Hiking up Jebel Burdah

We begin a chilly early-morning hike — I mistakenly equate “desert” with hot weather and must borrow cooler-weather gear from both Khaled and another trip-goer — to Jebel (or Jabal) Burdah, which means ‘Burdah hill or mountain.’ It’s a 2-plus hour scramble up through narrow chasms and over large boulders, and we’re all thankful for the cooler weather as we work up a sweat climbing to the spectacular rock bridge that awaits, 115 feet (35 m) up. The bridge creates an archway, framing the desert behind, and we revel in the 360-degree panoramic view of the desert below from its heights. It’s time to head into Aqaba all too soon, although I can’t say I’m not excited for the next leg of our journey: diving the Gulf of Aqaba.

Diving in the Red Sea

Although the coastline is short, the dives in Aqaba make up for the modest distance with sheer loveliness. Much of Aqaba’s diving is accessible via shore, you can reach sites by boat as well. And, if you’re staying in Aqaba proper — rather than a resort south of town — this is your best bet. There are around 20 sites in total, and we’re exploring a few of them today with Sea Breeze Dive Club, which has four hotel-based outposts around town, as well as a storefront in the city center.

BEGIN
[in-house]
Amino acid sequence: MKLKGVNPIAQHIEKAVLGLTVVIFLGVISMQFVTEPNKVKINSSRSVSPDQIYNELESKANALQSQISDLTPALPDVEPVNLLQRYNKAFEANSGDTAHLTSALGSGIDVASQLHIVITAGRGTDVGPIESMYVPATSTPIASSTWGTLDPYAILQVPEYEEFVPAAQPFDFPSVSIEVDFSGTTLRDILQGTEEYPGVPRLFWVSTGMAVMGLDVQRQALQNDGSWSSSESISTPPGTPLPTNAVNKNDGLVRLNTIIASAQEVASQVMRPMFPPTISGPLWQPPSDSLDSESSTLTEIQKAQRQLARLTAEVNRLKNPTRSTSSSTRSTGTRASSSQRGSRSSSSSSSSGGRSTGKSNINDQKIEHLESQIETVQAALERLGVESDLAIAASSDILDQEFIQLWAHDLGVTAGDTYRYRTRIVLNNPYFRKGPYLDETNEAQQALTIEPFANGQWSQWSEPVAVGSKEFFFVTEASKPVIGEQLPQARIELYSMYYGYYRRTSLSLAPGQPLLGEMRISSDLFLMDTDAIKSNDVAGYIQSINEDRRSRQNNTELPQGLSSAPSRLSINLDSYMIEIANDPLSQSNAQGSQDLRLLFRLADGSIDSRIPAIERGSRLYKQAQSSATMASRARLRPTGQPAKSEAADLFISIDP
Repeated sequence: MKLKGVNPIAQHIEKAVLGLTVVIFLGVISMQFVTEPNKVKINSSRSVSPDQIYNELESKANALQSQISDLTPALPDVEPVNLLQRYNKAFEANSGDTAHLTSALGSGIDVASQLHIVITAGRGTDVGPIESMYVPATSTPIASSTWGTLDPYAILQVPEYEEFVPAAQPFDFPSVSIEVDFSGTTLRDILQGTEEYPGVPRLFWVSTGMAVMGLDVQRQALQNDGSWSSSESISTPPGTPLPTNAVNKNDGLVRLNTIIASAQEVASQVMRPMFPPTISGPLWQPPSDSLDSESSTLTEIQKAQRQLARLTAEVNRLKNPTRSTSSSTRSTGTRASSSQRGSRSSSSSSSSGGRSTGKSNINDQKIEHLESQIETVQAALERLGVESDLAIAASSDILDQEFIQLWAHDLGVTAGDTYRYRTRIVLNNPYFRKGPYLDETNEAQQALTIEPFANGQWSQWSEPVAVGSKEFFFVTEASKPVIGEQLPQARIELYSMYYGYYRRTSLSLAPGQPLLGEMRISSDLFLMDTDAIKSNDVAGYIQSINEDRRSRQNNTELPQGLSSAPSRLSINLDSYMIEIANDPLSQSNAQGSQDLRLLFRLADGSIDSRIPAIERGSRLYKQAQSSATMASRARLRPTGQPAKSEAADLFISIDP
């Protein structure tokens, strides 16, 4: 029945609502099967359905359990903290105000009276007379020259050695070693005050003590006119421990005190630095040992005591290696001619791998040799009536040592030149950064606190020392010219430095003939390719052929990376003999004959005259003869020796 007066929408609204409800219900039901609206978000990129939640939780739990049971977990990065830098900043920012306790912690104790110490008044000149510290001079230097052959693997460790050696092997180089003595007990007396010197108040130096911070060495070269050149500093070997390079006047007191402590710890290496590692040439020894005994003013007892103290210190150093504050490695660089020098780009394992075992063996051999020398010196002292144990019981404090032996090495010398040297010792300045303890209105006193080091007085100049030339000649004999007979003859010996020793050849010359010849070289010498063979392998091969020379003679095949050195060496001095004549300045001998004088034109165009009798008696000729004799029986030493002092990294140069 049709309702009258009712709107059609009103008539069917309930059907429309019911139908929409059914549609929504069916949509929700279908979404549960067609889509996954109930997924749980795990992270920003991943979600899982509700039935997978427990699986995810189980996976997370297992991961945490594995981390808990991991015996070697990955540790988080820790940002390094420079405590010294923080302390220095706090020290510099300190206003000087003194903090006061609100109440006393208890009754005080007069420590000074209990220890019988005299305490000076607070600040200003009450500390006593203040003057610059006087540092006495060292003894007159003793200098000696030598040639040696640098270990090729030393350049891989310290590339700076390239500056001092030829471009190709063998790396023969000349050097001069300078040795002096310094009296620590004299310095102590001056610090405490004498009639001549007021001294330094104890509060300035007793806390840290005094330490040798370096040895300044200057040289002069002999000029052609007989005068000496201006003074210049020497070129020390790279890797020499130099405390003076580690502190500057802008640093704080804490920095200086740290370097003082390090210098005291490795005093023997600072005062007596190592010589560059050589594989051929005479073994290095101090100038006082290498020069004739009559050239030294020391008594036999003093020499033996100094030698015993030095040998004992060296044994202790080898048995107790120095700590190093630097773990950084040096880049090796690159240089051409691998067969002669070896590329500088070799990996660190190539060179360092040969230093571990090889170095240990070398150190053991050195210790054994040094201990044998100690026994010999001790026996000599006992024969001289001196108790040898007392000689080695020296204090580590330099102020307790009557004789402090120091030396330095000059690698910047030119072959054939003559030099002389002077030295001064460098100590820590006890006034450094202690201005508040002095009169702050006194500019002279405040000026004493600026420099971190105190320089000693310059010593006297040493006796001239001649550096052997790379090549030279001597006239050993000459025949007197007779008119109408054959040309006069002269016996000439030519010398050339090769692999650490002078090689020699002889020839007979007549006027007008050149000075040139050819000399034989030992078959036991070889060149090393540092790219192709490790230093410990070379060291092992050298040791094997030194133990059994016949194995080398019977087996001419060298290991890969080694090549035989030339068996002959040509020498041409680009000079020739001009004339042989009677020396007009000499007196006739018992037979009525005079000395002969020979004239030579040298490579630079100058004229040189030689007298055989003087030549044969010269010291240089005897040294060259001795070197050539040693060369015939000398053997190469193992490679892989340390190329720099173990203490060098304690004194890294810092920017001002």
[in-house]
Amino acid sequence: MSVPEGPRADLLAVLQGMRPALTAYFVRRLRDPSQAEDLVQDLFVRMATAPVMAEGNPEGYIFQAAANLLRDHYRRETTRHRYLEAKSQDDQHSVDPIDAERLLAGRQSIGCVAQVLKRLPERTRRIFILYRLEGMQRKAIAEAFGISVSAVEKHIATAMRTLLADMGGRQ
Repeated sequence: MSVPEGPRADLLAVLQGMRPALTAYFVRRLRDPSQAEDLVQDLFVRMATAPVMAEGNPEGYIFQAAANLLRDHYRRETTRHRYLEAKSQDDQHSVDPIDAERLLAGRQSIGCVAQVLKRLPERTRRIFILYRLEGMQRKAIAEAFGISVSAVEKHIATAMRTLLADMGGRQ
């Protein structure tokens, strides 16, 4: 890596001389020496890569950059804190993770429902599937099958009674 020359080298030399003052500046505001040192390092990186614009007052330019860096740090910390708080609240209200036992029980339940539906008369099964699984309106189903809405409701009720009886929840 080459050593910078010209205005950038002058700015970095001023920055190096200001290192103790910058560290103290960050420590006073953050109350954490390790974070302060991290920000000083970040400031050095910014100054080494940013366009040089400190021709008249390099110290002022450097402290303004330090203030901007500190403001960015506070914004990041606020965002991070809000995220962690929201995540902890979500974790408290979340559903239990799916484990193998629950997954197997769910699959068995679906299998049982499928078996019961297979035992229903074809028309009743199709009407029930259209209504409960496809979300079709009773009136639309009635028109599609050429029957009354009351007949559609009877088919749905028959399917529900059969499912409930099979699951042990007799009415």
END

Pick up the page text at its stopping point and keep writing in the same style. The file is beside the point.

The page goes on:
We board the Aqua Breeze in front of the gleaming new Hyatt and it’s easily one of the nicest dive boats I’ve ever been on. There’s a roomy area on the main deck for dive gear and tanks, a head with a small kitchen a few steps down, and a covered area on the upper deck for lounging, which features a u-shaped settee and a table for drinks and snacks.

All the equipment on the boat is brand-new as well, which I find out when I must borrow a 5 mm wetsuit. Not only did I underestimate the chilly desert air, I also wrongly assumed the waters in the Gulf of Aqaba would be bathtub-like year-round. Instead, temperatures hover in the mid-70s (24 C) in early April when I visit.

Other than the water temperature, however, dive conditions don’t change much here. Dive sites are all essentially part of the same long coral reef that gradually slopes away from the shoreline. There’s no tide or currents to speak of, making it an ideal spot for novice divers. Khaled, who’s a certified Instructor (although he’s not diving this day because of ear trouble), tells me there is a seasonal glassfish arrival each year during May and June, but otherwise marine life remains consistent throughout the year: turtles, eels, clownfish, seahorses, tropical reef fish — all the usual suspects populate these healthy, rainbow-colored hard corals.

“Aqaba is great for beginners to learn easily in shallow waters.,” he says. “There’s no drop-off and no current so it’s really ideal. Experienced divers can get their cameras out for macro and enjoy easy diving without any movement from the current.”